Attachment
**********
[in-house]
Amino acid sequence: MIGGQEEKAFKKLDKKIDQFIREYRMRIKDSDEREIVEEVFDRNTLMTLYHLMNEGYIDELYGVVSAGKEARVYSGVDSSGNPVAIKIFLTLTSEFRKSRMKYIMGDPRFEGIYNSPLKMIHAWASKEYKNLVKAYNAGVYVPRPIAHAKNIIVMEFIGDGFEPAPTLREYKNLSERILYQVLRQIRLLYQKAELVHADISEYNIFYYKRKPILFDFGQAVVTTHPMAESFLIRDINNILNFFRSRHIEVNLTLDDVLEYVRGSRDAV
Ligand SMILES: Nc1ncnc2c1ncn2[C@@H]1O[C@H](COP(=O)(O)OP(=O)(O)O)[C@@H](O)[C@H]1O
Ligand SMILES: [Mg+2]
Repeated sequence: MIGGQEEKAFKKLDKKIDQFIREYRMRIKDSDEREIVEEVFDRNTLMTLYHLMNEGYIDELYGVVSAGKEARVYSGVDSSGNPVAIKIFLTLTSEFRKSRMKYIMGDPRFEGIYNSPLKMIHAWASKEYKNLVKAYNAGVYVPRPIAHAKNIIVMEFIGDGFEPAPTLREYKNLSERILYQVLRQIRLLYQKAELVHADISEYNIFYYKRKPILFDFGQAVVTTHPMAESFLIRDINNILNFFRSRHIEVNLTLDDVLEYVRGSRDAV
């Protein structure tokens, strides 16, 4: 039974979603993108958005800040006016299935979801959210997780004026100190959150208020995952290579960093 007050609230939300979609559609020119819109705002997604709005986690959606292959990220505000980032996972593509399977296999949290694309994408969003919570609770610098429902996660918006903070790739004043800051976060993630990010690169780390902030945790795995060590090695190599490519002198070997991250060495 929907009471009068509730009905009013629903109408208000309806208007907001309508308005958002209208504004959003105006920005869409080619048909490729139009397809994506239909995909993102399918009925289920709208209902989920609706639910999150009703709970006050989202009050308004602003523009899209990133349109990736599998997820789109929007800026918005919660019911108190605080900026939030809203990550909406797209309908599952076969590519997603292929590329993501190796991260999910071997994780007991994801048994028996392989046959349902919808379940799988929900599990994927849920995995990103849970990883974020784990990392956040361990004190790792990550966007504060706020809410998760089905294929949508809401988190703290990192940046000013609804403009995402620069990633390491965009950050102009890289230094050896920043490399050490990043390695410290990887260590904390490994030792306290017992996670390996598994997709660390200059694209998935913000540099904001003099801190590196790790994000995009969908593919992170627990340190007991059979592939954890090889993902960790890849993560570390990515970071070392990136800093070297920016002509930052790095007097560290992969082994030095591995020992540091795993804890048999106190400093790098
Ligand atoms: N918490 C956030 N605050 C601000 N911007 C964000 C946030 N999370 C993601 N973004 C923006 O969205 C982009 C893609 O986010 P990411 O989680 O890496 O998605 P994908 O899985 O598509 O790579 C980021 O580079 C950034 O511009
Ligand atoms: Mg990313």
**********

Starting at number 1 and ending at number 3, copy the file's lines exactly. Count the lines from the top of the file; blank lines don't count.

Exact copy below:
[in-house]
Amino acid sequence: MIGGQEEKAFKKLDKKIDQFIREYRMRIKDSDEREIVEEVFDRNTLMTLYHLMNEGYIDELYGVVSAGKEARVYSGVDSSGNPVAIKIFLTLTSEFRKSRMKYIMGDPRFEGIYNSPLKMIHAWASKEYKNLVKAYNAGVYVPRPIAHAKNIIVMEFIGDGFEPAPTLREYKNLSERILYQVLRQIRLLYQKAELVHADISEYNIFYYKRKPILFDFGQAVVTTHPMAESFLIRDINNILNFFRSRHIEVNLTLDDVLEYVRGSRDAV
Ligand SMILES: Nc1ncnc2c1ncn2[C@@H]1O[C@H](COP(=O)(O)OP(=O)(O)O)[C@@H](O)[C@H]1O